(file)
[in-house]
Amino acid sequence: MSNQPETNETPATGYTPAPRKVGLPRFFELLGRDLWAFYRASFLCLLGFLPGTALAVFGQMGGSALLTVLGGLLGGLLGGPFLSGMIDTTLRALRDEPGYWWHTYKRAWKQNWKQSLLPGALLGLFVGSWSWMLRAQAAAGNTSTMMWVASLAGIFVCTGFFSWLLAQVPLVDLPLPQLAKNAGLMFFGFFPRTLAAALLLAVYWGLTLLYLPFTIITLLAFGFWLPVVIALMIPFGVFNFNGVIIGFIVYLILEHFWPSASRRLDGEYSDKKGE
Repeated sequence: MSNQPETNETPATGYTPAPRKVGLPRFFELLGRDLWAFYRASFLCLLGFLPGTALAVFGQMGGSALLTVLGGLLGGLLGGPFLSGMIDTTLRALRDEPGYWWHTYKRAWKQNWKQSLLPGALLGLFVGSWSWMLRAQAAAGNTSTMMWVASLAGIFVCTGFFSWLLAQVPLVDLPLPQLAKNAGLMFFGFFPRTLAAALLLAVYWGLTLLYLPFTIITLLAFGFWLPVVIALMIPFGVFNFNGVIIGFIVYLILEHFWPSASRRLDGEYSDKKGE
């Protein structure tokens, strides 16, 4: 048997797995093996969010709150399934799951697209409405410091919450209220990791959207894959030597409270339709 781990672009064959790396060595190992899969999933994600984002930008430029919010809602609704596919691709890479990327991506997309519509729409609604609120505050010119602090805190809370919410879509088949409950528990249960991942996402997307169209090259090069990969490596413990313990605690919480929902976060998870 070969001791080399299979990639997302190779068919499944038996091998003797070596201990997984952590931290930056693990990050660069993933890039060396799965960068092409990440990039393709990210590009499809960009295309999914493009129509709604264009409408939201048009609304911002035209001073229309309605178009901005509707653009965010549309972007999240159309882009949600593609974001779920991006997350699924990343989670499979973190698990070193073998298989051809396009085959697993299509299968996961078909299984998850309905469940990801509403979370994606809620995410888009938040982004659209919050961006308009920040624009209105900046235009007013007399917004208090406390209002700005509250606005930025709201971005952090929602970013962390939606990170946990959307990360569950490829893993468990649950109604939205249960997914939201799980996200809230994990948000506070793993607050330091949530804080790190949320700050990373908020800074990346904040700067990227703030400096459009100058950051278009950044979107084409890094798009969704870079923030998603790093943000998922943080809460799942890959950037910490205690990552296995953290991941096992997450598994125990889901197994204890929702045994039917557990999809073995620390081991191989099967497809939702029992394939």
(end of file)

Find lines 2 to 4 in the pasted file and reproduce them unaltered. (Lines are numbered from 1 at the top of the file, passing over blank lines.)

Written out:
Amino acid sequence: MSNQPETNETPATGYTPAPRKVGLPRFFELLGRDLWAFYRASFLCLLGFLPGTALAVFGQMGGSALLTVLGGLLGGLLGGPFLSGMIDTTLRALRDEPGYWWHTYKRAWKQNWKQSLLPGALLGLFVGSWSWMLRAQAAAGNTSTMMWVASLAGIFVCTGFFSWLLAQVPLVDLPLPQLAKNAGLMFFGFFPRTLAAALLLAVYWGLTLLYLPFTIITLLAFGFWLPVVIALMIPFGVFNFNGVIIGFIVYLILEHFWPSASRRLDGEYSDKKGE
Repeated sequence: MSNQPETNETPATGYTPAPRKVGLPRFFELLGRDLWAFYRASFLCLLGFLPGTALAVFGQMGGSALLTVLGGLLGGLLGGPFLSGMIDTTLRALRDEPGYWWHTYKRAWKQNWKQSLLPGALLGLFVGSWSWMLRAQAAAGNTSTMMWVASLAGIFVCTGFFSWLLAQVPLVDLPLPQLAKNAGLMFFGFFPRTLAAALLLAVYWGLTLLYLPFTIITLLAFGFWLPVVIALMIPFGVFNFNGVIIGFIVYLILEHFWPSASRRLDGEYSDKKGE
């Protein structure tokens, strides 16, 4: 048997797995093996969010709150399934799951697209409405410091919450209220990791959207894959030597409270339709 781990672009064959790396060595190992899969999933994600984002930008430029919010809602609704596919691709890479990327991506997309519509729409609604609120505050010119602090805190809370919410879509088949409950528990249960991942996402997307169209090259090069990969490596413990313990605690919480929902976060998870 070969001791080399299979990639997302190779068919499944038996091998003797070596201990997984952590931290930056693990990050660069993933890039060396799965960068092409990440990039393709990210590009499809960009295309999914493009129509709604264009409408939201048009609304911002035209001073229309309605178009901005509707653009965010549309972007999240159309882009949600593609974001779920991006997350699924990343989670499979973190698990070193073998298989051809396009085959697993299509299968996961078909299984998850309905469940990801509403979370994606809620995410888009938040982004659209919050961006308009920040624009209105900046235009007013007399917004208090406390209002700005509250606005930025709201971005952090929602970013962390939606990170946990959307990360569950490829893993468990649950109604939205249960997914939201799980996200809230994990948000506070793993607050330091949530804080790190949320700050990373908020800074990346904040700067990227703030400096459009100058950051278009950044979107084409890094798009969704870079923030998603790093943000998922943080809460799942890959950037910490205690990552296995953290991941096992997450598994125990889901197994204890929702045994039917557990999809073995620390081991191989099967497809939702029992394939």